With the start of spring, prepare yourself for hay fever
By The Pulse Feb 27, 2014
By Dr. Jason Strand, family medicine physician at Sage Primary Care
Thankfully for most of us, spring is around the corner. Unfortunately for some of us, this means the beginning of hay fever or allergy season.
Children in particular can suffer from allergies for a long time before being diagnosed. Allergies can lead to behavior problems because they may disrupt children’s sleep. Allergies can also lead to unnecessary use of medication when trying to alleviate cold symptoms that are due to allergies instead. In this article, I would like to help you to recognize the symptoms of seasonal allergies and offer some prevention and diagnosis advice. The following is a list of symptoms and signs that your child may be at risk of allergies. Ask your child’s physician about treatment and diagnosis:
- getting “sick” at the same time every year
- dark circles under the eyes (aka allergic shiners)
- itchy, watery eyes
- sore throat, or itchy throat or ears
- stuffy nose, runny nose or frequent sneezing
If you know that your child has allergies, there are some simple and effective prevention methods that can easily be added to your doctor’s treatment plan:
- Avoid the outdoors during the trigger times for your child by rolling up your windows and using the air conditioner instead. (The Weather Channel offers some useful allergy forecast maps that can help you to track a particular allergen.)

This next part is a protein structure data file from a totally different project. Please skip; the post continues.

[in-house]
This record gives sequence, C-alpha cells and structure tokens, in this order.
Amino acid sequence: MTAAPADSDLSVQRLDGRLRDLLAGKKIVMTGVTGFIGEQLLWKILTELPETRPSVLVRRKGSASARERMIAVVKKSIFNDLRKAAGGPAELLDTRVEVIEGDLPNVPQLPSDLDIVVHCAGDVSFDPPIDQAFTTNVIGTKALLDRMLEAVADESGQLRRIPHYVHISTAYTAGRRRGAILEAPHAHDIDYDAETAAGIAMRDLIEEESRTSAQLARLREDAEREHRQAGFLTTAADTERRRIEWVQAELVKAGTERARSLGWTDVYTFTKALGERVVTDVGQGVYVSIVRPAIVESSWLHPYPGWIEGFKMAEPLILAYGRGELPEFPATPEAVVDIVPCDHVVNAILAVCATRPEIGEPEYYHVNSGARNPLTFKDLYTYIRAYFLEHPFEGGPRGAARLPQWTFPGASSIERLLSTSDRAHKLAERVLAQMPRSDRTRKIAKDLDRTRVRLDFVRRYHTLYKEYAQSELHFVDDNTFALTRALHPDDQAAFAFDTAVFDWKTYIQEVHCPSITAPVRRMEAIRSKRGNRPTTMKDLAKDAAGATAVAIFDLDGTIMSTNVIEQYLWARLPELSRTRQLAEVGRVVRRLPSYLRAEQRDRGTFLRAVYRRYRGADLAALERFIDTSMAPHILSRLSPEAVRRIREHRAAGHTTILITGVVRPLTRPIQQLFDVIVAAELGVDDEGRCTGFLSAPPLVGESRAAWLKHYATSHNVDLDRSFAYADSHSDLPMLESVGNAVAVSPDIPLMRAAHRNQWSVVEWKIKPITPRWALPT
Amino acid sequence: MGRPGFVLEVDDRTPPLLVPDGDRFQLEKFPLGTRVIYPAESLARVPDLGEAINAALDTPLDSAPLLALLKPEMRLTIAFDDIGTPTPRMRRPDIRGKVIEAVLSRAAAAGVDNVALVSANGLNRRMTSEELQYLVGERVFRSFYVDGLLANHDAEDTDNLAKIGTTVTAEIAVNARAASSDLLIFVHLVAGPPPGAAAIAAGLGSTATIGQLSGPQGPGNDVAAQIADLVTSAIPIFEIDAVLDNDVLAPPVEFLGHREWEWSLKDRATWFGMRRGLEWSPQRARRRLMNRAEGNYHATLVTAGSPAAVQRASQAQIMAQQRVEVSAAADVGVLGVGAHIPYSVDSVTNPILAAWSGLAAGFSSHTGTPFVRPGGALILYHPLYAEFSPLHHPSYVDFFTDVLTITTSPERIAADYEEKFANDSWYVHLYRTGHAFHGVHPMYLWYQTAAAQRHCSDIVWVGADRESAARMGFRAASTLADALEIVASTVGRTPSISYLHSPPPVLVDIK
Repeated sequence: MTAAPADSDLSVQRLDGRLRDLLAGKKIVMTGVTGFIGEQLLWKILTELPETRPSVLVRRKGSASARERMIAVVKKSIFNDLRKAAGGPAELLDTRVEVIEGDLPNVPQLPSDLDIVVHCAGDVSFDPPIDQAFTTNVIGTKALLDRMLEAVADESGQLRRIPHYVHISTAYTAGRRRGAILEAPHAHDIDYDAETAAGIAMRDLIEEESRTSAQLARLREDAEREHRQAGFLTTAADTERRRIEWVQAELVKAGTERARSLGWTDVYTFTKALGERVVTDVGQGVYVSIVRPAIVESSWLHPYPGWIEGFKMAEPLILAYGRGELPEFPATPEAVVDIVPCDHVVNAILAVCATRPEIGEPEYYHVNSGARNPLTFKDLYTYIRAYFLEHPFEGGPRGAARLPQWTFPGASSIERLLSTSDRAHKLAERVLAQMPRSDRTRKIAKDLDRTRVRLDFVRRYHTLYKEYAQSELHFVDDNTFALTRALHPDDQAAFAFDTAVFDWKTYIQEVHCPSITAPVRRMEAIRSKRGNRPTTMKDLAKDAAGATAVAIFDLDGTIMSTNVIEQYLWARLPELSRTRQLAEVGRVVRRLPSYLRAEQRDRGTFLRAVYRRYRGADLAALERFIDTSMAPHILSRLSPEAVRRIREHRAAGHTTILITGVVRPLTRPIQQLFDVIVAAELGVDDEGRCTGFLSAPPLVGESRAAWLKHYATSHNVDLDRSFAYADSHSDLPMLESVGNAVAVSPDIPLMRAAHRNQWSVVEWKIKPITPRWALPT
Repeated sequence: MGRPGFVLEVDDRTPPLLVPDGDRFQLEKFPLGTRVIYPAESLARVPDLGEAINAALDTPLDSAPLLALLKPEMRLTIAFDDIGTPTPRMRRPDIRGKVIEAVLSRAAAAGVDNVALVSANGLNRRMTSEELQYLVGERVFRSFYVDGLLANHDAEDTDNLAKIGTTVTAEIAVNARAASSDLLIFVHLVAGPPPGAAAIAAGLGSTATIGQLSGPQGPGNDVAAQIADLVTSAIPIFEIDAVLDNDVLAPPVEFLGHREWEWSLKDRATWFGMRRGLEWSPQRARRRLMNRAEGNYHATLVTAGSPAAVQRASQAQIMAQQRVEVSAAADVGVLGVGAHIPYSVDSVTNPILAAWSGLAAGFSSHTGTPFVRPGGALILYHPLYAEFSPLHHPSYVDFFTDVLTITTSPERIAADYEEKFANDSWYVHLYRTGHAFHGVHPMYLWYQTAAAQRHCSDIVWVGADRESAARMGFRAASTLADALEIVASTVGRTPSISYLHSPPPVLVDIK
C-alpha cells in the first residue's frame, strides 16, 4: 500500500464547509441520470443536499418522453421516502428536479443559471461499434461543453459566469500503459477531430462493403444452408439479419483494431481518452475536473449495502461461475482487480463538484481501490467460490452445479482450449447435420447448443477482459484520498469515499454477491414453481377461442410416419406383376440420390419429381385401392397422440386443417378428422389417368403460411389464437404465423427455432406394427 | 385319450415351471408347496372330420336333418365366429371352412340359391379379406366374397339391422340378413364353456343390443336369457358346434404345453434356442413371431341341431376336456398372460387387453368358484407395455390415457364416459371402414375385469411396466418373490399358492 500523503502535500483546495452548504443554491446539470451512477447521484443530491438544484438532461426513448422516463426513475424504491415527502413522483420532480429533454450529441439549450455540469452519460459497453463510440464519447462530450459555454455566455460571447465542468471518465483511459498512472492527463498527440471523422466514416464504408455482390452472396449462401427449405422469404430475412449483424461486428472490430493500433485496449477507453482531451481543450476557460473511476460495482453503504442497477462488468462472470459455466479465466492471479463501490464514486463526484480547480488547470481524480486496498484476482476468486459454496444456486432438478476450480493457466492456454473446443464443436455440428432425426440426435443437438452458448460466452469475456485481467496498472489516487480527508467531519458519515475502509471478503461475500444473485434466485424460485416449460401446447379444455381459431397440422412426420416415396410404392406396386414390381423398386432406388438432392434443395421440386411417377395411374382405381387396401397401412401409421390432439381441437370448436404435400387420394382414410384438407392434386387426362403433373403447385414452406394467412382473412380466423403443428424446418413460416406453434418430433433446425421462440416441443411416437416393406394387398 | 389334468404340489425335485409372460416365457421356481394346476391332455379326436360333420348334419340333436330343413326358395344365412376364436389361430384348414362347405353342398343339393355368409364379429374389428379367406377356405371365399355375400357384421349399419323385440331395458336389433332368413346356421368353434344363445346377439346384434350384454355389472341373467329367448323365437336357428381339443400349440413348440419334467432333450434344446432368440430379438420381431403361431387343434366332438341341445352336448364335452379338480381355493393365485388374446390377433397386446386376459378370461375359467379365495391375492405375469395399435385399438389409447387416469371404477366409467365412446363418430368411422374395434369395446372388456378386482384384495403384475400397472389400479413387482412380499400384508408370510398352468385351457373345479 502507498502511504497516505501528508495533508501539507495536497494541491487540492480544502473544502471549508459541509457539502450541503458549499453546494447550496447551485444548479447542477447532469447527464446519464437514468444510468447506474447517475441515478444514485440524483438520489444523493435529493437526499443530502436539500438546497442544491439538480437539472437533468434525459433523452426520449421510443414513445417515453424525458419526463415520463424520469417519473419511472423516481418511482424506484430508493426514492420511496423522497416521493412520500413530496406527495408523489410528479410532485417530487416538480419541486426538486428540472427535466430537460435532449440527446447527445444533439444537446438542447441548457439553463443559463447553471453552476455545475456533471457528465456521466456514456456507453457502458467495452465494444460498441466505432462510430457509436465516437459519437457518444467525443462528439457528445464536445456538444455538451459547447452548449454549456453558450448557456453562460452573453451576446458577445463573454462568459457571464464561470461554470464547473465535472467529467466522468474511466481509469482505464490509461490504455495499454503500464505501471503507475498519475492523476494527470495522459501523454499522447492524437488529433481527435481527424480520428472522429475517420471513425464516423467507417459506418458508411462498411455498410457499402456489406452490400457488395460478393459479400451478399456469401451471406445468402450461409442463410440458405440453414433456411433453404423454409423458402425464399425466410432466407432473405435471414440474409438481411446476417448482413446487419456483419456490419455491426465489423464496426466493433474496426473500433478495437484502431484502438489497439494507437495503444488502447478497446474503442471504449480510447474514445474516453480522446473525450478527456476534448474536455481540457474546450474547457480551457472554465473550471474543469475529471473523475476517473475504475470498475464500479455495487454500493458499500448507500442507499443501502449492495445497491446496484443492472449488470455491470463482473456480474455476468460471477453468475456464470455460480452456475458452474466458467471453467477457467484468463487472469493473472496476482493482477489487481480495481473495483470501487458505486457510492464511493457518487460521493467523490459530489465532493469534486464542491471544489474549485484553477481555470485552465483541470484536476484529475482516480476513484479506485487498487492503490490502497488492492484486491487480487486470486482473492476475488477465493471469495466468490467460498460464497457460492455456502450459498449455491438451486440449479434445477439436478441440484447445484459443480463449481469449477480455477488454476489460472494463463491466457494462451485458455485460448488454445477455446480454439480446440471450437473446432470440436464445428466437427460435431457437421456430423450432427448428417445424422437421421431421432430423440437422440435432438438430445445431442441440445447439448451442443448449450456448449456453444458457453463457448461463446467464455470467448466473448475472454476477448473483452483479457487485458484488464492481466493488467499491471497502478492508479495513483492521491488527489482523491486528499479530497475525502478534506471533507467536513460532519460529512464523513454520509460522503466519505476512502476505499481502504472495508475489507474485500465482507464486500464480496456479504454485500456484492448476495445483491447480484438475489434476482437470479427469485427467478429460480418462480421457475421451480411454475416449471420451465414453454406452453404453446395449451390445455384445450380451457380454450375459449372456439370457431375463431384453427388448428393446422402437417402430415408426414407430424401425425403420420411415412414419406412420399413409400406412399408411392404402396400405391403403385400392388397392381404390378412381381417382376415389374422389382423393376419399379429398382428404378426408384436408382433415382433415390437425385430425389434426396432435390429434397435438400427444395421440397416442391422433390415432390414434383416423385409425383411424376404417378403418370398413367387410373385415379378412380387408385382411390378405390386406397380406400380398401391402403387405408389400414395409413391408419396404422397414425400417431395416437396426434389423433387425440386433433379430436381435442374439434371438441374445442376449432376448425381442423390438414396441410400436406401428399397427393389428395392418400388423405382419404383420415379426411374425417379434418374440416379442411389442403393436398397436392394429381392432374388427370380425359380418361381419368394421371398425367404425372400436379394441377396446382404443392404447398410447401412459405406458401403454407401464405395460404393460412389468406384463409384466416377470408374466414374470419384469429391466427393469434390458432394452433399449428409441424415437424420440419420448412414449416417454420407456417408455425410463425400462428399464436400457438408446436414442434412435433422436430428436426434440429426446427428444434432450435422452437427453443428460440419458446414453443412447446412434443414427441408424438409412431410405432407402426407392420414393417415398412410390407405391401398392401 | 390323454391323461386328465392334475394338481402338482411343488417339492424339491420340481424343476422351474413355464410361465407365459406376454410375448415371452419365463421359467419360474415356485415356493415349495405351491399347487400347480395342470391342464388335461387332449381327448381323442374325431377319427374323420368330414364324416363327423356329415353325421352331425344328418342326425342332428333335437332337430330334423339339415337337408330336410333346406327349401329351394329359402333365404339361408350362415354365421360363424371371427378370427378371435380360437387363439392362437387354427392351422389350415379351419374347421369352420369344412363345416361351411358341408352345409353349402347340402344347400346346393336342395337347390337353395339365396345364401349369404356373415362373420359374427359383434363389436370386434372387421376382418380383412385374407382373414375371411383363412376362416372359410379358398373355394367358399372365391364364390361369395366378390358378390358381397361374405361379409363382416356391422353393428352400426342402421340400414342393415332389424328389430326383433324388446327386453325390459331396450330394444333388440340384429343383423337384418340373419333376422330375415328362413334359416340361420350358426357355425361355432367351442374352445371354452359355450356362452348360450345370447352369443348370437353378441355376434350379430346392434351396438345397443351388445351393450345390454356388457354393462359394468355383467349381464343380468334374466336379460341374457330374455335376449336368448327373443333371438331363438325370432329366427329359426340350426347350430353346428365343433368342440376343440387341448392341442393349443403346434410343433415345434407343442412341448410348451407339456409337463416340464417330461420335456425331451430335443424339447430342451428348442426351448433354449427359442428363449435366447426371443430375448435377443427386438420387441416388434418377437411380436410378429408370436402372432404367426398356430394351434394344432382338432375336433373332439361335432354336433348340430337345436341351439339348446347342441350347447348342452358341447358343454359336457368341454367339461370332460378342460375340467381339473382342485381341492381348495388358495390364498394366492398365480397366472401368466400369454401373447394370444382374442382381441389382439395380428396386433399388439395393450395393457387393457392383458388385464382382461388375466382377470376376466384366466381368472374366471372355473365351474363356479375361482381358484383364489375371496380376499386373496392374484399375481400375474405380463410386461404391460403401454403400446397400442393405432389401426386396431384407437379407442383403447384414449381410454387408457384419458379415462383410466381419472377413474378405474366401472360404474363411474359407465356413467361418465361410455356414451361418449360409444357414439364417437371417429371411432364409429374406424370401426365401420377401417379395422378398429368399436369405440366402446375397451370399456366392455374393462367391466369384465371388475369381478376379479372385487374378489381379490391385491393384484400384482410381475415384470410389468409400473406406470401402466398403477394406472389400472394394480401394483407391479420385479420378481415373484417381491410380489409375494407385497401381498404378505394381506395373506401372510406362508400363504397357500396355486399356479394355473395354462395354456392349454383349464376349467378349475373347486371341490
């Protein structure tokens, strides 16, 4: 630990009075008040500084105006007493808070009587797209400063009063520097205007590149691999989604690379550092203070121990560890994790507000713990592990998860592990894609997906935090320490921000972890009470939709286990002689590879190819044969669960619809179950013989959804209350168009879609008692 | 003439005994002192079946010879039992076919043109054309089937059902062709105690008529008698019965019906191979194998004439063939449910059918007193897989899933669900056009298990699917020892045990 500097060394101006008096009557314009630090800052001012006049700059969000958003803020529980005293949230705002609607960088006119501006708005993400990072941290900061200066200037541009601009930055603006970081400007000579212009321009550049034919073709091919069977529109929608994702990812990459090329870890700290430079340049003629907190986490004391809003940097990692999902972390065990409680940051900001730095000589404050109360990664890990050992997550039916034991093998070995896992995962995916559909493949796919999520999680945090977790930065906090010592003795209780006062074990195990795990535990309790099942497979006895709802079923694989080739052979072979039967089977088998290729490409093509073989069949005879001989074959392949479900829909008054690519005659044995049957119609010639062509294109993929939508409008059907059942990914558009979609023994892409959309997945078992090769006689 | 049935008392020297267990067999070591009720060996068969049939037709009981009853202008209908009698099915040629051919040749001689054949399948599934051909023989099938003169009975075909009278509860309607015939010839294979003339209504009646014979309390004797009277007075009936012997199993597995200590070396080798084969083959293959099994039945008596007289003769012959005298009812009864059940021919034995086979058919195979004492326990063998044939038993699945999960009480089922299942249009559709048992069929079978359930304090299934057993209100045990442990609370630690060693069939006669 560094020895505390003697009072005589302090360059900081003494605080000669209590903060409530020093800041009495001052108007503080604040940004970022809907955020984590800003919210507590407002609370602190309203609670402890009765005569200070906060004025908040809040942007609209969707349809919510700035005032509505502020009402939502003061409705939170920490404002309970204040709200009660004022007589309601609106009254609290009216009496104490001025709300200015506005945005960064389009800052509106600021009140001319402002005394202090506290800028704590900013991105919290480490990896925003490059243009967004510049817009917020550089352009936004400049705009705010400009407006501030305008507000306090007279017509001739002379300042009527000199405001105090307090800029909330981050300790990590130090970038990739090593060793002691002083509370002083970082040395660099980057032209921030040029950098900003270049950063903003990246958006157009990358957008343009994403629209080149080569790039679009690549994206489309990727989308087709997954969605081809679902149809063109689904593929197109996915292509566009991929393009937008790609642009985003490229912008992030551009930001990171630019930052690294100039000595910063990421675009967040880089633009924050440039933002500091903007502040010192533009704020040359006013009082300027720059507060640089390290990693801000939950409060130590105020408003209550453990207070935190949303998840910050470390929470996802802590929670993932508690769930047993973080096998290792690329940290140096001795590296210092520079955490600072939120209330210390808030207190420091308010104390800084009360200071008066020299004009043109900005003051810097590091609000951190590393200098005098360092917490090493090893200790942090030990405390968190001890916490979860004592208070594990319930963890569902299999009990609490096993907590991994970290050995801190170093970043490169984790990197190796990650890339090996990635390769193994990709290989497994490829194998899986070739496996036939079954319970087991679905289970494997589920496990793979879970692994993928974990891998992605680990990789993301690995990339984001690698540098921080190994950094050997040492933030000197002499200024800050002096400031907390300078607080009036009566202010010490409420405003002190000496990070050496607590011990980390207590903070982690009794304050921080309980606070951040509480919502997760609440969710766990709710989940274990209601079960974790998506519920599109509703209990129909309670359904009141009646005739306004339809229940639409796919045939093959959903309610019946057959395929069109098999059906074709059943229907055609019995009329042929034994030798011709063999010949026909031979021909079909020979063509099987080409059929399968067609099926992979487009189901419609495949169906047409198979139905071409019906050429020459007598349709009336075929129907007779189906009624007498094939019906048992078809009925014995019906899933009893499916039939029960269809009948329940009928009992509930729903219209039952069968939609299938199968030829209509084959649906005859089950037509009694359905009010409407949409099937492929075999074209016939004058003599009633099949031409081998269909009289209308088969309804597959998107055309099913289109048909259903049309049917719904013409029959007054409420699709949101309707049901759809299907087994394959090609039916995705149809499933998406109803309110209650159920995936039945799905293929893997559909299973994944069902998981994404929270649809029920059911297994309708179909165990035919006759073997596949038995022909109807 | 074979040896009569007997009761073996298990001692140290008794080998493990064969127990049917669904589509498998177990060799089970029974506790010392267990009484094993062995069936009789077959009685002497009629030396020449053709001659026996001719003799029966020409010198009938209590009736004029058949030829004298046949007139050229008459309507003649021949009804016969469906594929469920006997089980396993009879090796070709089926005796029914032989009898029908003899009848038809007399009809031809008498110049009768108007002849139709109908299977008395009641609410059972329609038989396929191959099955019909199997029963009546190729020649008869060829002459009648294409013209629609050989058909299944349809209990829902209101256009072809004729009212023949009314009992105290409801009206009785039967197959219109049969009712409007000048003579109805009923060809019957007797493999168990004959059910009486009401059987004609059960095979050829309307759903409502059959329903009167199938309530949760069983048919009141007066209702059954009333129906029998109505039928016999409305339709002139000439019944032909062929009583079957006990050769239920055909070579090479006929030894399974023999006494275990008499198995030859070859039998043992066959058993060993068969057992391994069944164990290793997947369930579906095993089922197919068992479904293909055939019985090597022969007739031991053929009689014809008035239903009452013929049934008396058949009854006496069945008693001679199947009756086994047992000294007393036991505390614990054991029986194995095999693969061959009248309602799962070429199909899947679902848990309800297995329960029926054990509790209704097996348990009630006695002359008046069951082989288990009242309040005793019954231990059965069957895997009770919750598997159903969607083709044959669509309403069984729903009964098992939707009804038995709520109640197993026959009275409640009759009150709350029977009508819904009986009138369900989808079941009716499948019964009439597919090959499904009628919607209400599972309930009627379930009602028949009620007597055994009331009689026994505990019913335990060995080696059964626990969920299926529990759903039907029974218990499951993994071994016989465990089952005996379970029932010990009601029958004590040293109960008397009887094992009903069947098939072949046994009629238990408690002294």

- Bathe at night to wash off the pollen that was accumulated on the body and hair during the day.
- Use a HEPA filter on your vacuum cleaner. (This may require a special vacuum cleaner.)
It may be helpful to start your treatment plan (medications, etc.) a few weeks prior to the known “season.” Depending on what your child may be allergic to, their allergy season may be spring, summer, fall or all year round. The severity and frequency of your child’s allergies will help to determine the treatment and proper testing if any is required. Hopefully, the lists and tips above will help everyone in your family to enjoy the coming seasons that much more.
Dr. Strand is board certified in family medicine and is a fellow of the American Academy of Family Physicians. He grew up in Casper and graduated from Tulane University School of Medicine in 2006. He returned to Casper and trained at University of Wyoming Family Medicine. He now sees patients at Sage Primary Care. At Sage Primary Care, he is grateful to work every day with his brother, physician assistant Matt Strand. He is married with three children. In his spare time, he enjoys weight lifting, golf, fishing, photography and cooking.